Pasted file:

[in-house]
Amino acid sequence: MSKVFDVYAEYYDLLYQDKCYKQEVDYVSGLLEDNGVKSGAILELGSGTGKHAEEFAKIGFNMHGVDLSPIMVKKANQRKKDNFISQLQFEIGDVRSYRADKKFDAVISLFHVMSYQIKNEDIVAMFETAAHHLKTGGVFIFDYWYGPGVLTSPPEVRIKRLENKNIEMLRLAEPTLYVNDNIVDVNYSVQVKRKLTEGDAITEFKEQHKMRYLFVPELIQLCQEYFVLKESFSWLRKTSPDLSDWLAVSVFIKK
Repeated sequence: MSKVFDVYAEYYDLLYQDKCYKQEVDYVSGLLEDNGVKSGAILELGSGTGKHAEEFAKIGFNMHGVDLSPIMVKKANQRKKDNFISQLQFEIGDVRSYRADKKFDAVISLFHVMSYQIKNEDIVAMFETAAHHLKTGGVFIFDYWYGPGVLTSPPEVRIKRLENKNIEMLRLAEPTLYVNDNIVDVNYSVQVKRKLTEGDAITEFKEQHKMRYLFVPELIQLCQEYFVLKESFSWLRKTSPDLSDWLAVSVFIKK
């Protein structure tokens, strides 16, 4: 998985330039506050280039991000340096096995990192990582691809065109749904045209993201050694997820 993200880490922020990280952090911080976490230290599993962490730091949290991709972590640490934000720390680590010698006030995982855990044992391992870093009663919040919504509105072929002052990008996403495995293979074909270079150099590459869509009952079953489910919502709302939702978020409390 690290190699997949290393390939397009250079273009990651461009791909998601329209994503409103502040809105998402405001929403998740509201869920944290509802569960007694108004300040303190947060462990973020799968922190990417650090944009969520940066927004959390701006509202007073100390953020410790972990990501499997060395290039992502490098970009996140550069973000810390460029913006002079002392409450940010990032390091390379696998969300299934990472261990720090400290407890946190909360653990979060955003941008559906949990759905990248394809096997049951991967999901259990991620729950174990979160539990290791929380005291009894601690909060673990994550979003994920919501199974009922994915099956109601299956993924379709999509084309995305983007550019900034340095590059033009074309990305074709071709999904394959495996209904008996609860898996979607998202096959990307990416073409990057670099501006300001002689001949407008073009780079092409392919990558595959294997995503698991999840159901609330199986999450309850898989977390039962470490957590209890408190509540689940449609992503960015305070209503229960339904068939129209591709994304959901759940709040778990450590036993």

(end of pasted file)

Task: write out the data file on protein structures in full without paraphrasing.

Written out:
[in-house]
Amino acid sequence: MSKVFDVYAEYYDLLYQDKCYKQEVDYVSGLLEDNGVKSGAILELGSGTGKHAEEFAKIGFNMHGVDLSPIMVKKANQRKKDNFISQLQFEIGDVRSYRADKKFDAVISLFHVMSYQIKNEDIVAMFETAAHHLKTGGVFIFDYWYGPGVLTSPPEVRIKRLENKNIEMLRLAEPTLYVNDNIVDVNYSVQVKRKLTEGDAITEFKEQHKMRYLFVPELIQLCQEYFVLKESFSWLRKTSPDLSDWLAVSVFIKK
Repeated sequence: MSKVFDVYAEYYDLLYQDKCYKQEVDYVSGLLEDNGVKSGAILELGSGTGKHAEEFAKIGFNMHGVDLSPIMVKKANQRKKDNFISQLQFEIGDVRSYRADKKFDAVISLFHVMSYQIKNEDIVAMFETAAHHLKTGGVFIFDYWYGPGVLTSPPEVRIKRLENKNIEMLRLAEPTLYVNDNIVDVNYSVQVKRKLTEGDAITEFKEQHKMRYLFVPELIQLCQEYFVLKESFSWLRKTSPDLSDWLAVSVFIKK
């Protein structure tokens, strides 16, 4: 998985330039506050280039991000340096096995990192990582691809065109749904045209993201050694997820 993200880490922020990280952090911080976490230290599993962490730091949290991709972590640490934000720390680590010698006030995982855990044992391992870093009663919040919504509105072929002052990008996403495995293979074909270079150099590459869509009952079953489910919502709302939702978020409390 690290190699997949290393390939397009250079273009990651461009791909998601329209994503409103502040809105998402405001929403998740509201869920944290509802569960007694108004300040303190947060462990973020799968922190990417650090944009969520940066927004959390701006509202007073100390953020410790972990990501499997060395290039992502490098970009996140550069973000810390460029913006002079002392409450940010990032390091390379696998969300299934990472261990720090400290407890946190909360653990979060955003941008559906949990759905990248394809096997049951991967999901259990991620729950174990979160539990290791929380005291009894601690909060673990994550979003994920919501199974009922994915099956109601299956993924379709999509084309995305983007550019900034340095590059033009074309990305074709071709999904394959495996209904008996609860898996979607998202096959990307990416073409990057670099501006300001002689001949407008073009780079092409392919990558595959294997995503698991999840159901609330199986999450309850898989977390039962470490957590209890408190509540689940449609992503960015305070209503229960339904068939129209591709994304959901759940709040778990450590036993």